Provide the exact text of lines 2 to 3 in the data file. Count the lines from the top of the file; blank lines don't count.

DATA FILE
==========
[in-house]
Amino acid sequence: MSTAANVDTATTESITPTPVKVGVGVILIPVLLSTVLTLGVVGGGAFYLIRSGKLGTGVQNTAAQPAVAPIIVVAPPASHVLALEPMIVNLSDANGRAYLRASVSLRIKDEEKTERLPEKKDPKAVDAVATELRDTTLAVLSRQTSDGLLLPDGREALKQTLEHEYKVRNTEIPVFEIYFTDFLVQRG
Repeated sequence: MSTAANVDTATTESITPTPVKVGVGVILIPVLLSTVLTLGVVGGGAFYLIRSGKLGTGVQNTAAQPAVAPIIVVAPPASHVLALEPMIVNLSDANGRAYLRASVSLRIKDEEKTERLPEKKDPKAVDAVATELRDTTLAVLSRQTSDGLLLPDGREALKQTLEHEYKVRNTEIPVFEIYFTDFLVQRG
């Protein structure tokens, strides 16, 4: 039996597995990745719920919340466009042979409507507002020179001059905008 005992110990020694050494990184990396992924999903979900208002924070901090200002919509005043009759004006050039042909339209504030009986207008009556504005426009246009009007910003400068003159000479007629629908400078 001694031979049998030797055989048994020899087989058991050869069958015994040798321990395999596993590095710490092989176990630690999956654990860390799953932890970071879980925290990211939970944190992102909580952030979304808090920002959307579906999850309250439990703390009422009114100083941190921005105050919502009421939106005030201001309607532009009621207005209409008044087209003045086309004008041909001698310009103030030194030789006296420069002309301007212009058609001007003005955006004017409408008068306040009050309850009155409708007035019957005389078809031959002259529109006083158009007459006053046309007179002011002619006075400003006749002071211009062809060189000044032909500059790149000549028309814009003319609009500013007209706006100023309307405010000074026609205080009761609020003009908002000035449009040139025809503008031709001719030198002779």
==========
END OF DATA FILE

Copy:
Amino acid sequence: MSTAANVDTATTESITPTPVKVGVGVILIPVLLSTVLTLGVVGGGAFYLIRSGKLGTGVQNTAAQPAVAPIIVVAPPASHVLALEPMIVNLSDANGRAYLRASVSLRIKDEEKTERLPEKKDPKAVDAVATELRDTTLAVLSRQTSDGLLLPDGREALKQTLEHEYKVRNTEIPVFEIYFTDFLVQRG
Repeated sequence: MSTAANVDTATTESITPTPVKVGVGVILIPVLLSTVLTLGVVGGGAFYLIRSGKLGTGVQNTAAQPAVAPIIVVAPPASHVLALEPMIVNLSDANGRAYLRASVSLRIKDEEKTERLPEKKDPKAVDAVATELRDTTLAVLSRQTSDGLLLPDGREALKQTLEHEYKVRNTEIPVFEIYFTDFLVQRG